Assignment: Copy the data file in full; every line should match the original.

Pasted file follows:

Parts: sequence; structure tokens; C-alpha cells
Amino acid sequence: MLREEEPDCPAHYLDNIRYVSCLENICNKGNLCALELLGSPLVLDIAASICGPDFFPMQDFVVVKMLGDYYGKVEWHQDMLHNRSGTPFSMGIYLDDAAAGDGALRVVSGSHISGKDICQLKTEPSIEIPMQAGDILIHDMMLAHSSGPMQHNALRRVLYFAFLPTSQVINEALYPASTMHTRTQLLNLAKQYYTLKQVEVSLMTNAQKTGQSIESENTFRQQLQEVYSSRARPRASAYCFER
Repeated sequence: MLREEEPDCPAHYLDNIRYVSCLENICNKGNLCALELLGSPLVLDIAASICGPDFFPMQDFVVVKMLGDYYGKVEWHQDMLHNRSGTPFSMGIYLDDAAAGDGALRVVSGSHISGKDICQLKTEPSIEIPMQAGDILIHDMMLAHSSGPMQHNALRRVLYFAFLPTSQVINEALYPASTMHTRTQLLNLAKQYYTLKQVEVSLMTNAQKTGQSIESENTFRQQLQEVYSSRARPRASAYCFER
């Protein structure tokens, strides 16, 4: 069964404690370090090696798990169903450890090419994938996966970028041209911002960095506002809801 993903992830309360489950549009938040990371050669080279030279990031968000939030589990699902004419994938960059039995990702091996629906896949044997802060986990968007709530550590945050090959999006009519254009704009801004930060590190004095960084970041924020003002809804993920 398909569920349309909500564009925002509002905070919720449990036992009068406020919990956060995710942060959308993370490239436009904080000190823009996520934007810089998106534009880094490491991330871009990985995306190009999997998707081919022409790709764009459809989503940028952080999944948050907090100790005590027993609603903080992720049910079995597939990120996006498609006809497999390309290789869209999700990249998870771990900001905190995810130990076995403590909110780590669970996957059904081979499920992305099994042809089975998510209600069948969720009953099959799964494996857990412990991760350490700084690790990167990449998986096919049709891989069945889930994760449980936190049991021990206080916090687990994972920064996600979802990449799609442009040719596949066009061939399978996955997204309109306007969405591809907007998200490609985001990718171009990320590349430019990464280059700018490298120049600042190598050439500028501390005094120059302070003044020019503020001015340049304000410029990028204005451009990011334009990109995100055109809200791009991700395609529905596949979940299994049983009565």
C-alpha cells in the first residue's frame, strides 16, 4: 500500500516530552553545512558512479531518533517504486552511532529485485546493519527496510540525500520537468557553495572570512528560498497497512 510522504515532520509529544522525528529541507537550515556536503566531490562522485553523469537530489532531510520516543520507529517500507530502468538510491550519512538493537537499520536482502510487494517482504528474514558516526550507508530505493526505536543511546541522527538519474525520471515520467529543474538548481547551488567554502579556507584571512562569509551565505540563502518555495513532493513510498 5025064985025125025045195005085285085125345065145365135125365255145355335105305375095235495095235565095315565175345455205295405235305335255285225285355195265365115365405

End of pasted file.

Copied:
Parts: sequence; structure tokens; C-alpha cells
Amino acid sequence: MLREEEPDCPAHYLDNIRYVSCLENICNKGNLCALELLGSPLVLDIAASICGPDFFPMQDFVVVKMLGDYYGKVEWHQDMLHNRSGTPFSMGIYLDDAAAGDGALRVVSGSHISGKDICQLKTEPSIEIPMQAGDILIHDMMLAHSSGPMQHNALRRVLYFAFLPTSQVINEALYPASTMHTRTQLLNLAKQYYTLKQVEVSLMTNAQKTGQSIESENTFRQQLQEVYSSRARPRASAYCFER
Repeated sequence: MLREEEPDCPAHYLDNIRYVSCLENICNKGNLCALELLGSPLVLDIAASICGPDFFPMQDFVVVKMLGDYYGKVEWHQDMLHNRSGTPFSMGIYLDDAAAGDGALRVVSGSHISGKDICQLKTEPSIEIPMQAGDILIHDMMLAHSSGPMQHNALRRVLYFAFLPTSQVINEALYPASTMHTRTQLLNLAKQYYTLKQVEVSLMTNAQKTGQSIESENTFRQQLQEVYSSRARPRASAYCFER
């Protein structure tokens, strides 16, 4: 069964404690370090090696798990169903450890090419994938996966970028041209911002960095506002809801 993903992830309360489950549009938040990371050669080279030279990031968000939030589990699902004419994938960059039995990702091996629906896949044997802060986990968007709530550590945050090959999006009519254009704009801004930060590190004095960084970041924020003002809804993920 398909569920349309909500564009925002509002905070919720449990036992009068406020919990956060995710942060959308993370490239436009904080000190823009996520934007810089998106534009880094490491991330871009990985995306190009999997998707081919022409790709764009459809989503940028952080999944948050907090100790005590027993609603903080992720049910079995597939990120996006498609006809497999390309290789869209999700990249998870771990900001905190995810130990076995403590909110780590669970996957059904081979499920992305099994042809089975998510209600069948969720009953099959799964494996857990412990991760350490700084690790990167990449998986096919049709891989069945889930994760449980936190049991021990206080916090687990994972920064996600979802990449799609442009040719596949066009061939399978996955997204309109306007969405591809907007998200490609985001990718171009990320590349430019990464280059700018490298120049600042190598050439500028501390005094120059302070003044020019503020001015340049304000410029990028204005451009990011334009990109995100055109809200791009991700395609529905596949979940299994049983009565």
C-alpha cells in the first residue's frame, strides 16, 4: 500500500516530552553545512558512479531518533517504486552511532529485485546493519527496510540525500520537468557553495572570512528560498497497512 510522504515532520509529544522525528529541507537550515556536503566531490562522485553523469537530489532531510520516543520507529517500507530502468538510491550519512538493537537499520536482502510487494517482504528474514558516526550507508530505493526505536543511546541522527538519474525520471515520467529543474538548481547551488567554502579556507584571512562569509551565505540563502518555495513532493513510498 5025064985025125025045195005085285085125345065145365135125365255145355335105305375095235495095235565095315565175345455205295405235305335255285225285355195265365115365405